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Predicting a Movie Flop

…because you should know when to save your $14.50 for something better. Like Chipotle.

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Summertime usually equates to movie time, with studios looking to release their big budget films in the hopes of making an even bigger return. If you take a look back, you'll realize that some of your favorite and unforgettable classics were released during the summer of your childhood: "The Lion King," "E.T.," "The Goonies", "Independence Day", "Toy Story", and the list goes on!

But just because a movie comes out during the summer doesn't always mean it'll do well in theaters. It's been proven time and again that although summertime equates to movie time, it doesn't always equate to money time for studios.

For example, Ryan Reynolds and Jeff Bridges recent effort "R.I.P.D." just flopped epically at the box office, and it's raised even more concerns about big-budget movie flops. The film was reportedly made on a $130 million budget, but barely brought in $12 million; less than a quarter of what it took to make the film. In what is becoming a steady trend, "R.I.P.D." joins "White House Down", "After Earth", and "The Lone Ranger" as one of the biggest movie flops of this summer season.

Defining “flop”:

When the word flop is brought up in Hollywood, it generally indicates that the movie didn't perform as well as studio execs thought it would. For instance, the Disney film "John Carter" performed far below what Disney executives thought it would, losing the company over $100 million and leading to the resignation of the head of Walt Disney studios. In this instance, a movie flop would be defined as a film that cost more to make than it actually returned; the same as "R.I.P.D."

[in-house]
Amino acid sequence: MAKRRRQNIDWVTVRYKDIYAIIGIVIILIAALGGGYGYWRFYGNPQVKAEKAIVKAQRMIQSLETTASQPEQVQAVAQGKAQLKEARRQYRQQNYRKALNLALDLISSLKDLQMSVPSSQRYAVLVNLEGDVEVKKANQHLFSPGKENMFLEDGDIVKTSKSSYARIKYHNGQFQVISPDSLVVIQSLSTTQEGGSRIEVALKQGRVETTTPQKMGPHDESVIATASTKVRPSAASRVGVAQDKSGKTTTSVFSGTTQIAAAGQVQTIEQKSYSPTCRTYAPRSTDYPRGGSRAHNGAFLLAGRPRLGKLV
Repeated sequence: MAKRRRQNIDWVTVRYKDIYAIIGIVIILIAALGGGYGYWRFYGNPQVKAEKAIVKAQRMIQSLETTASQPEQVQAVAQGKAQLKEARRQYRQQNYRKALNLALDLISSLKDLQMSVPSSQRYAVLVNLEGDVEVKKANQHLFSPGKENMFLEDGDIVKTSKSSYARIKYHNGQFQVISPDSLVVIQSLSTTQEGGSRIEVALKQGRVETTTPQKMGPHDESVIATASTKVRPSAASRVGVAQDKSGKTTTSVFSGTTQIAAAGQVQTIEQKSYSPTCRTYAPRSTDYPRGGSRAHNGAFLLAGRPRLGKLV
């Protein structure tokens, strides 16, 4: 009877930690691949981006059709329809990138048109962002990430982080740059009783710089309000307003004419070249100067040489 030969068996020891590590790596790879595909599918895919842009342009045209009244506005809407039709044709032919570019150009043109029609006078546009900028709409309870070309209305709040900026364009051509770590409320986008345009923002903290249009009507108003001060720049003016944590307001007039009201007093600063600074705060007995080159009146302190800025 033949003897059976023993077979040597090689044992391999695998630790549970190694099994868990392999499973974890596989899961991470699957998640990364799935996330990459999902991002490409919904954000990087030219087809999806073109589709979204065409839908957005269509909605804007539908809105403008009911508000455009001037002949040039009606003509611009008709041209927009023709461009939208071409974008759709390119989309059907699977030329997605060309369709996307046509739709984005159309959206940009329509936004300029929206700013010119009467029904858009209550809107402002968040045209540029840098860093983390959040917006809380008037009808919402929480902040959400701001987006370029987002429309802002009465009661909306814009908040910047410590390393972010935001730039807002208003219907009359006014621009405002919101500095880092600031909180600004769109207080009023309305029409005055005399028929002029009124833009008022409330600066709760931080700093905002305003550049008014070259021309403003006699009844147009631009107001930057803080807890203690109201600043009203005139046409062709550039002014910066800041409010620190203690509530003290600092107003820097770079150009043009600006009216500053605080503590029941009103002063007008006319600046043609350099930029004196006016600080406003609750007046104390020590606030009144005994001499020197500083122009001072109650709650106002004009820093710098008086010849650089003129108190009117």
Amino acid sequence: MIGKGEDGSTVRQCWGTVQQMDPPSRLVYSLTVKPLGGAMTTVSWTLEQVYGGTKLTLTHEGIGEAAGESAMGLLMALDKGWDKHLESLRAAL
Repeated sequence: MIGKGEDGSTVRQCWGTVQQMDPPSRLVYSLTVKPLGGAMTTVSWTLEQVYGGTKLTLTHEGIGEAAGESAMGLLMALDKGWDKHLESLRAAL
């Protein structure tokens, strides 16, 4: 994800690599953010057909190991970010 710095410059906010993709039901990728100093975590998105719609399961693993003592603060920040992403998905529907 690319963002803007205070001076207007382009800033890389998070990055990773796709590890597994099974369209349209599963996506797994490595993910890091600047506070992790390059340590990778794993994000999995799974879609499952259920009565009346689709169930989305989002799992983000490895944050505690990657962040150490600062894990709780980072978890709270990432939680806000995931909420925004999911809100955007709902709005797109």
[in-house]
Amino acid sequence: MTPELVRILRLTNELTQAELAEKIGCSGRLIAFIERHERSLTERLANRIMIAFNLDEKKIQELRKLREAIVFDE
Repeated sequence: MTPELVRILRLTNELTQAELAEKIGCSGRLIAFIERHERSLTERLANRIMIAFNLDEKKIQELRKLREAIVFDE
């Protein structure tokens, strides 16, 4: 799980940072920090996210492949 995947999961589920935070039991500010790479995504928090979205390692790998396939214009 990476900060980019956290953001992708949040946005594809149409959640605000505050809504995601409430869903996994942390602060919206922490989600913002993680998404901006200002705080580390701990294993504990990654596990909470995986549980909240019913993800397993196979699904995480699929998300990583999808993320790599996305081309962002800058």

However, there are times when a movie flop isn't as easy to identify. A movie can actually perform up to par financially with what studios predicted, but get horrible, horrible reviews (Does "The Last Airbender" ring any bells?). There are some small instances in which a movie does amazingly well at the box office, but the negative attention or criticism causes the movie to lose steam extremely fast and be ignored by the public at-large.

And yet another example of a movie flop is when a movie is well-scripted, well-acted, and well-directed but fails to gain any steam at the box office. In this case, an Oscar-worthy film may be considered a flop, simply because the studio lost money on making it. Go over to Rotten Tomatoes and take a look at "Superman Returns." In all efforts, it was a flop in theaters, but a 75% rating puts the film well above many of today's blockbusters.

As you see, defining a flop is pretty difficult, which is why you shouldn't take what I'm about to say as full-fledged proof of the ability to predict one. Based on the above examples as well as examining a list of the 10 biggest movie flops provided by IMDb, there are three basic components to predicting just how well a movie will do. Of course, you could also just go on over to Google (if you trust machines and technology) where they've announced that they can accurately predict which movies will flop using an algorithm. Oh Google, you and your algorithms…you get me every time!